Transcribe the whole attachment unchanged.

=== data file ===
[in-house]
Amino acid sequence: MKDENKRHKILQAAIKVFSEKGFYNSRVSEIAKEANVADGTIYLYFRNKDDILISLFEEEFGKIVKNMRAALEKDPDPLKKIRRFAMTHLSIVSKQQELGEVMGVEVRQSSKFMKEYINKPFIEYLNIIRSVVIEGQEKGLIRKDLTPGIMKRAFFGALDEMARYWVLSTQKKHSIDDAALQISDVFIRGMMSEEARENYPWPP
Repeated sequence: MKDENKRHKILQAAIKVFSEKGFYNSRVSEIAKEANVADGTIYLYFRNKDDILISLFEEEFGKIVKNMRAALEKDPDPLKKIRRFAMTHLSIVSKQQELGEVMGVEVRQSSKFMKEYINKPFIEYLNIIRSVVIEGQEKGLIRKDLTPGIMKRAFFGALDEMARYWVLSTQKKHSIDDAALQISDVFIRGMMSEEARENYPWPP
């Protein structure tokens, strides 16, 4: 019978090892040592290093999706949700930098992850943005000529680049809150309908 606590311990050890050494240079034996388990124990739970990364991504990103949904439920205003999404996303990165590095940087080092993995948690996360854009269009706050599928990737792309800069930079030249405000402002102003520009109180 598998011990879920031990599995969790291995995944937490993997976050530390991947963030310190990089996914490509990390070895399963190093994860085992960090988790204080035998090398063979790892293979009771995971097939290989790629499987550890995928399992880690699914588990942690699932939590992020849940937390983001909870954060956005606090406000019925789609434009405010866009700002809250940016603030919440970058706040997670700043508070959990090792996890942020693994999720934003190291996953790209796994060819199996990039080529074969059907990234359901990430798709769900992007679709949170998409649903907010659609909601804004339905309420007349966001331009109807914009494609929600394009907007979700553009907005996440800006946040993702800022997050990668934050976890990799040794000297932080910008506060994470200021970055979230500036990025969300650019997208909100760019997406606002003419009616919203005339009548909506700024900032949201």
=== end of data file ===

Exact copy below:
[in-house]
Amino acid sequence: MKDENKRHKILQAAIKVFSEKGFYNSRVSEIAKEANVADGTIYLYFRNKDDILISLFEEEFGKIVKNMRAALEKDPDPLKKIRRFAMTHLSIVSKQQELGEVMGVEVRQSSKFMKEYINKPFIEYLNIIRSVVIEGQEKGLIRKDLTPGIMKRAFFGALDEMARYWVLSTQKKHSIDDAALQISDVFIRGMMSEEARENYPWPP
Repeated sequence: MKDENKRHKILQAAIKVFSEKGFYNSRVSEIAKEANVADGTIYLYFRNKDDILISLFEEEFGKIVKNMRAALEKDPDPLKKIRRFAMTHLSIVSKQQELGEVMGVEVRQSSKFMKEYINKPFIEYLNIIRSVVIEGQEKGLIRKDLTPGIMKRAFFGALDEMARYWVLSTQKKHSIDDAALQISDVFIRGMMSEEARENYPWPP
């Protein structure tokens, strides 16, 4: 019978090892040592290093999706949700930098992850943005000529680049809150309908 606590311990050890050494240079034996388990124990739970990364991504990103949904439920205003999404996303990165590095940087080092993995948690996360854009269009706050599928990737792309800069930079030249405000402002102003520009109180 598998011990879920031990599995969790291995995944937490993997976050530390991947963030310190990089996914490509990390070895399963190093994860085992960090988790204080035998090398063979790892293979009771995971097939290989790629499987550890995928399992880690699914588990942690699932939590992020849940937390983001909870954060956005606090406000019925789609434009405010866009700002809250940016603030919440970058706040997670700043508070959990090792996890942020693994999720934003190291996953790209796994060819199996990039080529074969059907990234359901990430798709769900992007679709949170998409649903907010659609909601804004339905309420007349966001331009109807914009494609929600394009907007979700553009907005996440800006946040993702800022997050990668934050976890990799040794000297932080910008506060994470200021970055979230500036990025969300650019997208909100760019997406606002003419009616919203005339009548909506700024900032949201």